By Jose M. Romero / @RomeroJoseM
For FOX Deportes
Elian Herrera had a lot to smile about when I approached him after his Los Angeles Dodgers defeated the Arizona Diamondbacks 4-1 on July 5.
The Dominican Republic native hit his first major-league home run, and was so excited he practically sprinted around the bases at Phoenix’s Chase Field. When the game was over, Herrera stood by his locker in the visiting clubhouse, beaming.
I’d spoken with Herrera before the game. I asked him where the ball from the home run was. He showed it to me. I asked him how he was able to get it from the fan in the first row of left-field seats who came up with the ball after it flew out of the reach of Diamondbacks left fielder Jason Kubel’s glove. He told me he’d traded a signed bat for the ball.
I told him I should talk to him before games every day, if he was going to hit homers after we spoke. He joyfully let my self-serving joke slide, saying “Yeah, maybe!” while laughing.
Even if you aren’t a Dodger fan, it’s hard not to pull for a guy like Herrera. He’s 27 years old, and only this year made his major-league debut. He was signed at 18 and spent the next three years in the Dominican playing baseball, working with his father and going to school.
Most guys that age in the D.R. who have the ability are busting their hump day in and day out, all baseball, all the time, trying to hit and field and throw their way off the island to the U.S. or Japan. Herrera wanted that, too, he just went about it a different way.
After signing in 2003, he spent the next three years at the Dodgers’ Dominican baseball academy before finally getting his shot in the U.S. in 2006. What followed was six years of working his way through the Dodgers system, his ability to play multiple outfield and infield positions and hit for a good average keeping him around.
This year, Herrera wasn’t even in major-league camp during Dodgers spring training. But when an injury to third baseman Juan Uribe opened up a spot for a callup, the Dodgers chose Herrera from Class AAA Albuquerque, and he made his big-league debut on May 15.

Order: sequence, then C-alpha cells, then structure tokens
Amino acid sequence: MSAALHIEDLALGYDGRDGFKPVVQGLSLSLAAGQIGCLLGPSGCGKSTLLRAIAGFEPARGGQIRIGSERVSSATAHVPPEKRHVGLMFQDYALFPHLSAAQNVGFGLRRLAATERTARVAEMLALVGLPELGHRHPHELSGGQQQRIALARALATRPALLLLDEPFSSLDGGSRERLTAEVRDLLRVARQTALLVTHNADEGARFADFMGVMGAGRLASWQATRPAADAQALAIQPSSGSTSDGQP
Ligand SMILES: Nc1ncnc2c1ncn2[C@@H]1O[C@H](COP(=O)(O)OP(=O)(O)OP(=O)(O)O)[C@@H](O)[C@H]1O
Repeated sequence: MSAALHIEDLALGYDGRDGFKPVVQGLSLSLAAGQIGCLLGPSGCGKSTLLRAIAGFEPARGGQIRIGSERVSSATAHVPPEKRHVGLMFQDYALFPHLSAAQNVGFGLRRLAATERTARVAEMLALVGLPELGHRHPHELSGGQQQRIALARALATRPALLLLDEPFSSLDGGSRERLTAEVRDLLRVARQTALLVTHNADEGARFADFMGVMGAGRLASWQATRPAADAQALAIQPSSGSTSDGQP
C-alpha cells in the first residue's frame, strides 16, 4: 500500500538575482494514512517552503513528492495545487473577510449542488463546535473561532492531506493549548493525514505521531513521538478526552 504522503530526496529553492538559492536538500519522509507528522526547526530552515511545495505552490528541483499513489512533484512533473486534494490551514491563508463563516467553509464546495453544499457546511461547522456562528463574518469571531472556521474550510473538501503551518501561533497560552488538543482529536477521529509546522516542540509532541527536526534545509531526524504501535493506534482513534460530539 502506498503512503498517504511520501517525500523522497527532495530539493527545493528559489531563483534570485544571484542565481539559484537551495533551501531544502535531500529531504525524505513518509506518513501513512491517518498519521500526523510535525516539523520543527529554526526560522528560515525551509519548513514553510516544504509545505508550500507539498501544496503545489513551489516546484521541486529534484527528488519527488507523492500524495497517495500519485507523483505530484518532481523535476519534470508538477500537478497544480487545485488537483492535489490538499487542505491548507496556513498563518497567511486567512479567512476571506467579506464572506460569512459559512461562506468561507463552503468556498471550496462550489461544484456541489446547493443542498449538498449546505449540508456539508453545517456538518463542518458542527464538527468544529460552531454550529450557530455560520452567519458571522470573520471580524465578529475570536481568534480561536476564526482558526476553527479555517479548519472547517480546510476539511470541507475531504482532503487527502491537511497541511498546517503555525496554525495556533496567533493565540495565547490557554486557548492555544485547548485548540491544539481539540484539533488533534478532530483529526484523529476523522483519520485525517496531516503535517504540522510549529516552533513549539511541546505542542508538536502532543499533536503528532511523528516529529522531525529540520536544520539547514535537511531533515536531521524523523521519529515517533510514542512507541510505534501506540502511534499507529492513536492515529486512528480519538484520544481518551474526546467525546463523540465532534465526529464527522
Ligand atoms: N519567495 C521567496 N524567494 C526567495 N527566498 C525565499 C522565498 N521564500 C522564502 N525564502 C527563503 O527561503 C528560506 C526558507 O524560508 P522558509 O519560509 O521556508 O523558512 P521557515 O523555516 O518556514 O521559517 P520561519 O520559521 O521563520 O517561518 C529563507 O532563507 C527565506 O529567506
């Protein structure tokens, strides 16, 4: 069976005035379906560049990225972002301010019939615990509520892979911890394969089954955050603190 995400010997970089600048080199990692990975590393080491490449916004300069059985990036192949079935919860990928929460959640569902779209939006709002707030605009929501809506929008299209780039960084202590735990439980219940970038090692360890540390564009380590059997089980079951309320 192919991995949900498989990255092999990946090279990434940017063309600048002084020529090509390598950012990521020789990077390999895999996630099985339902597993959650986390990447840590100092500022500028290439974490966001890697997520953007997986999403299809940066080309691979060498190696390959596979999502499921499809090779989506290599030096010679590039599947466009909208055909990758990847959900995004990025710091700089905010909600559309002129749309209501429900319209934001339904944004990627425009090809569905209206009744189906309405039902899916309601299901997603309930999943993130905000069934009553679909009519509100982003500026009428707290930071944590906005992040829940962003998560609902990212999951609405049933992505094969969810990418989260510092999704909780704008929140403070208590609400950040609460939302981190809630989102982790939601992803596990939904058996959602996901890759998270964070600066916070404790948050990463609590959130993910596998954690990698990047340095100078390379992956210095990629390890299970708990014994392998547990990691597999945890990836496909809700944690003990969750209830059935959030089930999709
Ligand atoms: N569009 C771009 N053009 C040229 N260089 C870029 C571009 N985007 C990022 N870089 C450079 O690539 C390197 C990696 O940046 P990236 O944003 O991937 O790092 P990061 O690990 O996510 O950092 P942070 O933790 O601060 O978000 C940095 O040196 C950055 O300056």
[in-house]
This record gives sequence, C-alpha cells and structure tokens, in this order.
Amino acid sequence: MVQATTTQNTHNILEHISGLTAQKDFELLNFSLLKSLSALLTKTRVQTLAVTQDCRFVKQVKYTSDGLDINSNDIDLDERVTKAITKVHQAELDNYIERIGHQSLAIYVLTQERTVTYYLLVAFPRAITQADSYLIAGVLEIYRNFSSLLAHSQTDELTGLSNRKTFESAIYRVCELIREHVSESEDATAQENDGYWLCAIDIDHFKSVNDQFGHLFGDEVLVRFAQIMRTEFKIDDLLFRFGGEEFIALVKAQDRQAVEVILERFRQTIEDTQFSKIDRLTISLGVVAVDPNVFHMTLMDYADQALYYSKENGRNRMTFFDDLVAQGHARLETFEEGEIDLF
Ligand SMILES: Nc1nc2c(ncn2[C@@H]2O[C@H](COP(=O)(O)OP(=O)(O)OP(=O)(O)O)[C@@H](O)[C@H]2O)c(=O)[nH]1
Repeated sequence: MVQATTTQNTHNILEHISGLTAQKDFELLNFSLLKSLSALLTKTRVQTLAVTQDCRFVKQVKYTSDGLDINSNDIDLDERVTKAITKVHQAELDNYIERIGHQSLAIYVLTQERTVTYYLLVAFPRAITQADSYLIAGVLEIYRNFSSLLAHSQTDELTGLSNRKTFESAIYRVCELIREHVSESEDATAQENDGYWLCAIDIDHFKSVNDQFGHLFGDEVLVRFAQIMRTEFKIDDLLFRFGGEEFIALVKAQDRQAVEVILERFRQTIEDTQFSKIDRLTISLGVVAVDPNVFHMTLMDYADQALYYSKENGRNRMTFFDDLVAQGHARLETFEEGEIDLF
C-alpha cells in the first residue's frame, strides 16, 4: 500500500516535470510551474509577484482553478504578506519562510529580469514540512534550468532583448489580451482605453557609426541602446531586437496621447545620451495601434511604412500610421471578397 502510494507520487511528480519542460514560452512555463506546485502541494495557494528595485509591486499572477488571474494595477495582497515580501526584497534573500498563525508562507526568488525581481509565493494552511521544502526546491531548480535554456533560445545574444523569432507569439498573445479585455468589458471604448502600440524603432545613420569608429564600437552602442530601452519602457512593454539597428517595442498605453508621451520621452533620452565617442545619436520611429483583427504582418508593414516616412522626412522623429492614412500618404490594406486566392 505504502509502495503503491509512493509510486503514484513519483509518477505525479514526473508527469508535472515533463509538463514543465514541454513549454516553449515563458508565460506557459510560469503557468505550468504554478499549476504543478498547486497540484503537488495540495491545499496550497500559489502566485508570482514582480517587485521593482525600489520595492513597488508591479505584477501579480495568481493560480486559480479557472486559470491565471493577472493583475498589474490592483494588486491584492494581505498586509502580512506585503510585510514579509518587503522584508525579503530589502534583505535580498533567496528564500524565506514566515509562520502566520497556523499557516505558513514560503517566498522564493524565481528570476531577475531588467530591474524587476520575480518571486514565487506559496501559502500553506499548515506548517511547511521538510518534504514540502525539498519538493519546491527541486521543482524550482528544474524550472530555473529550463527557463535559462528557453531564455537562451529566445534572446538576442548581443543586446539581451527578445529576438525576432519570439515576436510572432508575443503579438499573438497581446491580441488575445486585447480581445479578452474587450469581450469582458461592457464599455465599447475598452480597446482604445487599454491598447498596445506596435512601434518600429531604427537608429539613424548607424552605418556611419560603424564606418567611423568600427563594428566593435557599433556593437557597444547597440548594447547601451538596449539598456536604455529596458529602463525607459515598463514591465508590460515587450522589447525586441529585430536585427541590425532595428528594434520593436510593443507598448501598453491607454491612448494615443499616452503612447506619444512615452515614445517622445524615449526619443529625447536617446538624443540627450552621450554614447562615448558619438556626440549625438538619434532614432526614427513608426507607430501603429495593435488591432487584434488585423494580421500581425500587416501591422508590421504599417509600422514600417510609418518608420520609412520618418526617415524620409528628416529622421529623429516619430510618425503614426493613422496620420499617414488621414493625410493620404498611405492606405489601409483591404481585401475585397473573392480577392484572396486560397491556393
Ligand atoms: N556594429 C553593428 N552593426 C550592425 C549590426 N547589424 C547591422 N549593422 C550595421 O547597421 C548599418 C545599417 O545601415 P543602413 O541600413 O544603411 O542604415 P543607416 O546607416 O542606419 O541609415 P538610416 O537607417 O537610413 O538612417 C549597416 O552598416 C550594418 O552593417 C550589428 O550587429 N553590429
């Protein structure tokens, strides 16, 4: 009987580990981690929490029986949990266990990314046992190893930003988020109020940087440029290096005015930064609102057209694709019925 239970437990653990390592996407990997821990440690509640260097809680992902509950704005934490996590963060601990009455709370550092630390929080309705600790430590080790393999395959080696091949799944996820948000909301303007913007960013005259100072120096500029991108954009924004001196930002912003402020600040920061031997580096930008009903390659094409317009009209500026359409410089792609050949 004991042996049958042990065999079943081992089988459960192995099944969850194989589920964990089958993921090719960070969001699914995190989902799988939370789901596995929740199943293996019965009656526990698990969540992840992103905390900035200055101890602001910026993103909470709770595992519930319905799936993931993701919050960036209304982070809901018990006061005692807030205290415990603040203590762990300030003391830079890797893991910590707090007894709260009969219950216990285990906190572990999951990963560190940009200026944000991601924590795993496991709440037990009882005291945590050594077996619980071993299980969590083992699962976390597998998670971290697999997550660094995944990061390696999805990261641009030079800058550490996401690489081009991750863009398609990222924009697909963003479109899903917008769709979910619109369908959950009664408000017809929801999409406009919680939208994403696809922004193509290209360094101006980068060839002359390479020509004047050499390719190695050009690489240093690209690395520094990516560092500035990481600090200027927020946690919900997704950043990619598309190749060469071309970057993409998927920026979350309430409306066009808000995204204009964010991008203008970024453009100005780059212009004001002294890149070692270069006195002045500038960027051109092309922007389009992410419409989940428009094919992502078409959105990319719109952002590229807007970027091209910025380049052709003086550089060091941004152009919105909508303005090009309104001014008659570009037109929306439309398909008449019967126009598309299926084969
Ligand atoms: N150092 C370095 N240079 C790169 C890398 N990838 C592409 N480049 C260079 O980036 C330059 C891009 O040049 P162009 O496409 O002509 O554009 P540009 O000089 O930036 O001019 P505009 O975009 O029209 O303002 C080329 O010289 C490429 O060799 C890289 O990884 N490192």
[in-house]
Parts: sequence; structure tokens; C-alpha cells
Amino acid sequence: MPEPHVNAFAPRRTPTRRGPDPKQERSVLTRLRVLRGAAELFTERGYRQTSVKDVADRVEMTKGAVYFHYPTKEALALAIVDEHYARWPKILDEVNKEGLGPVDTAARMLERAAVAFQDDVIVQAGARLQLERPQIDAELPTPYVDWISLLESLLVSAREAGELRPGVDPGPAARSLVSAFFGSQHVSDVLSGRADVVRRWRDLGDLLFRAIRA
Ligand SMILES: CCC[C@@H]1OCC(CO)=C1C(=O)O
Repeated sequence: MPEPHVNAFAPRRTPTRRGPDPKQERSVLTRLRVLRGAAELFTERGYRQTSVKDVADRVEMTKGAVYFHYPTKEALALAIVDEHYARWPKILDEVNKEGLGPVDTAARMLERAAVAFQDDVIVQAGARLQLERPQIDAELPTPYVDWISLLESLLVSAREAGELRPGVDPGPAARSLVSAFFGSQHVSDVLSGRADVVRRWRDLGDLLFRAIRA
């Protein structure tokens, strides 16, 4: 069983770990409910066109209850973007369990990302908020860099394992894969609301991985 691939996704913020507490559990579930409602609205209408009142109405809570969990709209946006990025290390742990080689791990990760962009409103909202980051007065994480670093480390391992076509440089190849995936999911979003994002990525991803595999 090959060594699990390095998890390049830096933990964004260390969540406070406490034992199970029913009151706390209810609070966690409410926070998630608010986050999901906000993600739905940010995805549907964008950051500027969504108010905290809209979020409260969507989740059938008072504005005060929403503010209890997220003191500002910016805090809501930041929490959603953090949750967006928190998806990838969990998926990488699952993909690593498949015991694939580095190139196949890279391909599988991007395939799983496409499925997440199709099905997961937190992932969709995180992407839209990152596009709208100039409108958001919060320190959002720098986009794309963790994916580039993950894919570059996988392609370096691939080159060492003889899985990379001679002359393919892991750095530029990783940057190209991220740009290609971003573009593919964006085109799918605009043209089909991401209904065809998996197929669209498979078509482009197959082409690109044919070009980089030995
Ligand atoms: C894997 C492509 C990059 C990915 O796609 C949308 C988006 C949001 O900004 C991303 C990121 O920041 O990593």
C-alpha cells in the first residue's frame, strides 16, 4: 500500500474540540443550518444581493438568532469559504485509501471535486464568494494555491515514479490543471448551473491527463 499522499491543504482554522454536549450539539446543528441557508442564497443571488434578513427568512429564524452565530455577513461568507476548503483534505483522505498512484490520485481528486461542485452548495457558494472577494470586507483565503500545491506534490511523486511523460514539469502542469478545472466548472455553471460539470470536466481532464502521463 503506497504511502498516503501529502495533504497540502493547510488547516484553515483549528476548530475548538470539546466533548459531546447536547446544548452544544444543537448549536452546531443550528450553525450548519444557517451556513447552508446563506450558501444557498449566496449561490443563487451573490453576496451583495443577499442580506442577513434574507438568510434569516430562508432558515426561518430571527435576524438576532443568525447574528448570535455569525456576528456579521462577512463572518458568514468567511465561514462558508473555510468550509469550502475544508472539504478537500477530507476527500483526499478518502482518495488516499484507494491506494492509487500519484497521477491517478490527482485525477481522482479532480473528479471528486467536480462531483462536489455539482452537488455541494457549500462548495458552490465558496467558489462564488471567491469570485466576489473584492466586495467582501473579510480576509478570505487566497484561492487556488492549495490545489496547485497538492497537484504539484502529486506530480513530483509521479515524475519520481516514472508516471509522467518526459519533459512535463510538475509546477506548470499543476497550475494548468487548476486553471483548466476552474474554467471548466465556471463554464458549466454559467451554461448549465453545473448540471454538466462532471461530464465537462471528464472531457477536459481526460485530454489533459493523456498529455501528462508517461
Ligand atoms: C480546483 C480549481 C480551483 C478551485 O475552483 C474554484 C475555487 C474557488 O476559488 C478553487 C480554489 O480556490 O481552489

“I was working hard, and the opportunity presented itself,” Herrera said in Spanish. “I was having a good year. It was a blessing, what can I say?
“It’s been a long and difficult journey, but thank God I got the opportunity to achieve my dream. I never quit,” Herrera added. “I always had the desire to get here. I played hard and I gave it my best every season.”
Herrera started out on a hitting tear, but after a 3-for-4 day on June 17, when his batting average was .305 to end the day, he went into a slump that has dipped his average to .247 as of July 6. That hasn’t stopped Dodgers manager Don Mattingly from playing Herrera, however, even if out of necessity.
“We’ve been able to play him everywhere. We’ve been able to hit him all around the lineup,” Dodgers manager Don Mattingly said of Herrera, who made two fine catches of sinking line drives in left field Thursday to keep the Dodgers in front. “Seems like left field is his most comfortable spot.”
Herrera has played all outfield positions plus third base, second base and shortstop, where he could see more time now that the Dodgers have lost Dee Gordon for six weeks due to injury and surgery.
“This game and hitting isn’t easy,” Herrera said. “My average has gone down significantly but maybe it’s the pitchers. The coaches are working with me and helping me. I’m sure I’ll get through it. I’ve had a bad streak, but I’m feeling better all the time at bat and I’m not letting it get to me.”
Herrera hails from a town baseball fans should know well – San Pedro de Macoris. It’s the home of dozens of ball players who went on to play in the majors, including George Bell, Johnny Cueto, Robinson Cano, Alfonso Soriano and Sammy Sosa. Herrera was big fan of Sosa growing up.
“It’s the only thing we do. There’s no other game,” Herrera said of the baseball tradition of his hometown. “To take care of our families for the future, it’s really the only way we have. On every street and every place we go, you can find a radio (with a game on) and a little league. The whole world there plays baseball. We fight to get here to the big leagues and it deserves respect.”